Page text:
Is VRA a Better Deal?
The profitability of VRA technology, particularly with nitrogen application, is an issue that John Nowatzki is taking seriously.
An ag machine systems specialist at North Dakota State Univ., Nowatzki is organizing a study using everyday farmers to find out if VRA of fertilizer is more profitable than whole-rate application.
Nowatzki says more and more farmers are purchasing equipment capable of applying variable rates of fertilizer, but many farmers are reluctant to incorporate this practice, even when it could lead to decreased input costs per unit of harvested crop.
“To my knowledge, there has been a good amount of research that looks how to divide a field up, but little or no research whether it’s a better deal or if it’s a better use of nitrogen,” Nowatzki says. “We want to get a large database of 100 farmers who are willing to try this for 3 years, and see what the difference is. I expect that we will show greater profit from VRA systems.”
Northern Plains crop producers can participate with up to 4 fields each. Each field will be analyzed separately, but then combined into a single database to evaluate the effectiveness of variable-rate fertilization.
Products Still Evolving for VRA
Manufacturers are rolling out equipment for variable-rate systems that is more sophisticated, more reasonably priced and better able to deliver what’s being promised.
Nowatzki says Deere, Raven, Ag Leader and Case IH are among several companies who’ve introduced monitors and controllers that let producers vary three different types of products to handle fertilization and planting in one pass.
Competition is also heating up in the crop sensor market.
NTech, which was acquired by Trimble Agriculture last year, is offering its RT200 system for on-the-go zone management of top- and side-dressing nitrogen application. RT200 measures crop status and variably applies the crop’s N requirements.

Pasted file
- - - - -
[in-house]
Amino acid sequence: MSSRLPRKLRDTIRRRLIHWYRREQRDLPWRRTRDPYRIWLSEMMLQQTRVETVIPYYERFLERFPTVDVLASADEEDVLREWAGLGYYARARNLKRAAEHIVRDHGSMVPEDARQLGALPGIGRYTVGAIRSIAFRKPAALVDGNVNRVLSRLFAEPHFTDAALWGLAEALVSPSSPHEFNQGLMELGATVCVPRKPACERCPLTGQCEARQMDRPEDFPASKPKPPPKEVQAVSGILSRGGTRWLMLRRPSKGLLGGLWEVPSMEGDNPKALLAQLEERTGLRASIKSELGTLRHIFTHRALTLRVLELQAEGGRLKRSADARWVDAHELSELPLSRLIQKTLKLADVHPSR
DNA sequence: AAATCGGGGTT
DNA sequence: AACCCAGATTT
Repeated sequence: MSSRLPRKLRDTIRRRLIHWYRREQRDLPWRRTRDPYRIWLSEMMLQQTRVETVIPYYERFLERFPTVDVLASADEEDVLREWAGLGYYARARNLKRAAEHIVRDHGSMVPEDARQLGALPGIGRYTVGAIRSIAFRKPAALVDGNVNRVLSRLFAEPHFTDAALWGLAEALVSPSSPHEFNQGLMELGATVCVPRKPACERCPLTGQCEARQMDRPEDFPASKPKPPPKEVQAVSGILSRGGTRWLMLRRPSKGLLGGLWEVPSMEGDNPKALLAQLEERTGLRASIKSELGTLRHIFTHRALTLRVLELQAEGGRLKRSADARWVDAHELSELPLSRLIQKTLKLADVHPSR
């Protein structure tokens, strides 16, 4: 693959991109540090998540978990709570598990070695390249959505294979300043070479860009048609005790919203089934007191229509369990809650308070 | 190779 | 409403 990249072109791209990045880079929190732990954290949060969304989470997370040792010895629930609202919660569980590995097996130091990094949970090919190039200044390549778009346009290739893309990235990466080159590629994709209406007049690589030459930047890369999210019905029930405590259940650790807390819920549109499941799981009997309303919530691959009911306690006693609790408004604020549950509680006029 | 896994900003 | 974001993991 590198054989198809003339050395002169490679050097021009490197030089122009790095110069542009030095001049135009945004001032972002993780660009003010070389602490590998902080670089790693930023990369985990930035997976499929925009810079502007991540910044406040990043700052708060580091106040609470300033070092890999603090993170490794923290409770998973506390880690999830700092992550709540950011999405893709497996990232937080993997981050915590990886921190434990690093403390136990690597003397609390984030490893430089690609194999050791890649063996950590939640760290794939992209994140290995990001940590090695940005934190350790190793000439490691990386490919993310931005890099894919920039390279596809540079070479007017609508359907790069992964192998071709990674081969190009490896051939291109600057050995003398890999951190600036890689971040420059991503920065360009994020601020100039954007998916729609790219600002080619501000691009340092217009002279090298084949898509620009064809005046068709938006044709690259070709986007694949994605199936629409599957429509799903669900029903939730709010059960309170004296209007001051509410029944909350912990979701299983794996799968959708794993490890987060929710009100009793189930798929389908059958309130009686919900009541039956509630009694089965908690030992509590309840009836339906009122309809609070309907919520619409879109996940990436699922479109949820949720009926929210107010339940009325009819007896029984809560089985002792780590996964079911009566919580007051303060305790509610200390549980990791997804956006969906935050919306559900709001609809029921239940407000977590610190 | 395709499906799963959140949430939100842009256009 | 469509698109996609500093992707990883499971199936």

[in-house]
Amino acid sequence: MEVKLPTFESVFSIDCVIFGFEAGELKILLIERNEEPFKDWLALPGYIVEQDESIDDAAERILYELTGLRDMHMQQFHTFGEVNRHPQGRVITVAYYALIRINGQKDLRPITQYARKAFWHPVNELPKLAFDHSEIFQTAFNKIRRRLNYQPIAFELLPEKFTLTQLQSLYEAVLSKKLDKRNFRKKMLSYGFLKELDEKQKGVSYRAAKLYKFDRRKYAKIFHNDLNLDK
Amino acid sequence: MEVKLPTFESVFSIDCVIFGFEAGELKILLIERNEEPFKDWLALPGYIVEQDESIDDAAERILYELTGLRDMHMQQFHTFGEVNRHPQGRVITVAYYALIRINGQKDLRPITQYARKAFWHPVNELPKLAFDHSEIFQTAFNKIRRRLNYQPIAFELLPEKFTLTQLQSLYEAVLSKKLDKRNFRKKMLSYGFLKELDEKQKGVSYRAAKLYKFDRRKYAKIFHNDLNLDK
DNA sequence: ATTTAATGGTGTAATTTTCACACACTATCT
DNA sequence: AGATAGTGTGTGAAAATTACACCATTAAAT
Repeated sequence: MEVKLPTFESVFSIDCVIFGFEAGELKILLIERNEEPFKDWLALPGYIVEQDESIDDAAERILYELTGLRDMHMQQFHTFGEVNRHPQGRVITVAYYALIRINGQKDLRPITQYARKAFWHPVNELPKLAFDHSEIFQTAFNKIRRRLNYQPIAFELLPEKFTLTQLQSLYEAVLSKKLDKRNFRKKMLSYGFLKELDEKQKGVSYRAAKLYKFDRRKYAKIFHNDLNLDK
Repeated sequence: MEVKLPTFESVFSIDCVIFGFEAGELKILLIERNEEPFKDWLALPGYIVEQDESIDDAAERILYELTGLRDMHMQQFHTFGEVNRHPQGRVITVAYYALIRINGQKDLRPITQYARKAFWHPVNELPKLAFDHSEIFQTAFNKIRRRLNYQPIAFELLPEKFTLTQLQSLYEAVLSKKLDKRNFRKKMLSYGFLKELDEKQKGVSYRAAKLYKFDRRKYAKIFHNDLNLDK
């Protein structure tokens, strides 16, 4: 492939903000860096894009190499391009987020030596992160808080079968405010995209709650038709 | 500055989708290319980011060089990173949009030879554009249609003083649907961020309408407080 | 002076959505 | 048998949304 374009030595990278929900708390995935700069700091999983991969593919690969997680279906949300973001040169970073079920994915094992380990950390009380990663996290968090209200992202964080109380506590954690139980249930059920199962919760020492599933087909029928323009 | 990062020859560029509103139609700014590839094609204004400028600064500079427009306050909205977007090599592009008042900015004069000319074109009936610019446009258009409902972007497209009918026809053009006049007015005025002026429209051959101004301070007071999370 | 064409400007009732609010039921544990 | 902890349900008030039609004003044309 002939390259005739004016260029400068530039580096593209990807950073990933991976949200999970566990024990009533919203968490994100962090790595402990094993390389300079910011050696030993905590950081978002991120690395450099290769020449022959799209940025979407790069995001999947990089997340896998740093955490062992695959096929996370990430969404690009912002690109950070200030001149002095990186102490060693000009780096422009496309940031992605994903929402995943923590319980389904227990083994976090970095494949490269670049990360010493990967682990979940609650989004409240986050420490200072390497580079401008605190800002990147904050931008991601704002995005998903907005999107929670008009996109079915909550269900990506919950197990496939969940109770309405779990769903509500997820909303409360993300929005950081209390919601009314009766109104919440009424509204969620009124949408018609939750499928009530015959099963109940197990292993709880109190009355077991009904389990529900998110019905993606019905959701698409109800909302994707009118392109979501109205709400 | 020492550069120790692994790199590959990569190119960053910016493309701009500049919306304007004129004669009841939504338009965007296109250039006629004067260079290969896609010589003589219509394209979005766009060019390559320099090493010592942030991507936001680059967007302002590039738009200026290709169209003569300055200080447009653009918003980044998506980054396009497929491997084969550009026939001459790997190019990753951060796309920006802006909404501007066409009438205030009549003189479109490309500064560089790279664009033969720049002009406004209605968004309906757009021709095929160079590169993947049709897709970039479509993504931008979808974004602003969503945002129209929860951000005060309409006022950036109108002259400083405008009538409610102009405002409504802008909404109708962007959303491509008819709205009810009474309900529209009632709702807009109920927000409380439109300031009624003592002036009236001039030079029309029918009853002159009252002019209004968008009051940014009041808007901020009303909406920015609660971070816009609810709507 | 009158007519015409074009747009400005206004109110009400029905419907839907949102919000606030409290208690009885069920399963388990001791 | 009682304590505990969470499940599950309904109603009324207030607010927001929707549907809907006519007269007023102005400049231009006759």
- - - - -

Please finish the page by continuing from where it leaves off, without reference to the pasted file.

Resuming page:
Two more players entered the crop sensor market in 2009. TopCon introduced its CropSpec crop canopy sensor, with mass market introduction planned for this year. The sensor is mounted on the tractor instead of a sprayer boom. When used with TopCon’s X20 console, CropSpec links to TopCon’s Maplink program for variable rate control of fertilizers.
AgLeader unveiled its OptRx Crop Sensor last year. The sensor features a patented light-sensing technology that is not dependent on ambient light, so it can be used day or night. The sensor should be available this spring for VRA application of N for corn, with tests continuing for other crops, Ag Leader says.
Blu-Jet is developing a twin-piston hydraulic drive injection (HDI) pump that will dispense up to 20,000 pounds of NH3 in an hour and reduce the reliance on tank pressure during application, says Nick Jensen, the company’s chief marketing officer.
Blu-Jet also just released its Legacy commercial-class fertilizer applicator, which has a variable-rate option and can work 15-21 rows on 30-inch centers. Slated for release late this spring or early summer, the toolbar was designed for producers who want to cover a lot of acres quickly but don’t have the horsepower to haul a 60-foot applicator.